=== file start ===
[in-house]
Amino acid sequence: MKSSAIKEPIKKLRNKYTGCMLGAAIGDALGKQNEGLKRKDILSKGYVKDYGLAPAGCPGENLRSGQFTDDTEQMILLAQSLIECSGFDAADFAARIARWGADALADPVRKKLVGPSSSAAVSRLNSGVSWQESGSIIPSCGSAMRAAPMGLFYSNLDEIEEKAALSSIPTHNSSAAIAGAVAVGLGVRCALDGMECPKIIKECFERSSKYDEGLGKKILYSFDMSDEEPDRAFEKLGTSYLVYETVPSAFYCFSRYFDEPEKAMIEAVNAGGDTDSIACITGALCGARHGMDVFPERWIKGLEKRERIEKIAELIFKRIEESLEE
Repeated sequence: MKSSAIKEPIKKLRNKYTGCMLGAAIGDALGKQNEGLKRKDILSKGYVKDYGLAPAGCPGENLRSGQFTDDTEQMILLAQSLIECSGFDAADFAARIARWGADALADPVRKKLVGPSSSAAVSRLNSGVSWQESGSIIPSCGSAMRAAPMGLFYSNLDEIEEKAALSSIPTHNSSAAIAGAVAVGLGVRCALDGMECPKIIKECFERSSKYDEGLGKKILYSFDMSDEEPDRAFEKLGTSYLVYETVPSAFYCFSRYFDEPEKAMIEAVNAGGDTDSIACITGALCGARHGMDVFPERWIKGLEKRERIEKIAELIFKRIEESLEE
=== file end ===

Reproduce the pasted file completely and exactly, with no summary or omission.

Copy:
[in-house]
Amino acid sequence: MKSSAIKEPIKKLRNKYTGCMLGAAIGDALGKQNEGLKRKDILSKGYVKDYGLAPAGCPGENLRSGQFTDDTEQMILLAQSLIECSGFDAADFAARIARWGADALADPVRKKLVGPSSSAAVSRLNSGVSWQESGSIIPSCGSAMRAAPMGLFYSNLDEIEEKAALSSIPTHNSSAAIAGAVAVGLGVRCALDGMECPKIIKECFERSSKYDEGLGKKILYSFDMSDEEPDRAFEKLGTSYLVYETVPSAFYCFSRYFDEPEKAMIEAVNAGGDTDSIACITGALCGARHGMDVFPERWIKGLEKRERIEKIAELIFKRIEESLEE
Repeated sequence: MKSSAIKEPIKKLRNKYTGCMLGAAIGDALGKQNEGLKRKDILSKGYVKDYGLAPAGCPGENLRSGQFTDDTEQMILLAQSLIECSGFDAADFAARIARWGADALADPVRKKLVGPSSSAAVSRLNSGVSWQESGSIIPSCGSAMRAAPMGLFYSNLDEIEEKAALSSIPTHNSSAAIAGAVAVGLGVRCALDGMECPKIIKECFERSSKYDEGLGKKILYSFDMSDEEPDRAFEKLGTSYLVYETVPSAFYCFSRYFDEPEKAMIEAVNAGGDTDSIACITGALCGARHGMDVFPERWIKGLEKRERIEKIAELIFKRIEESLEE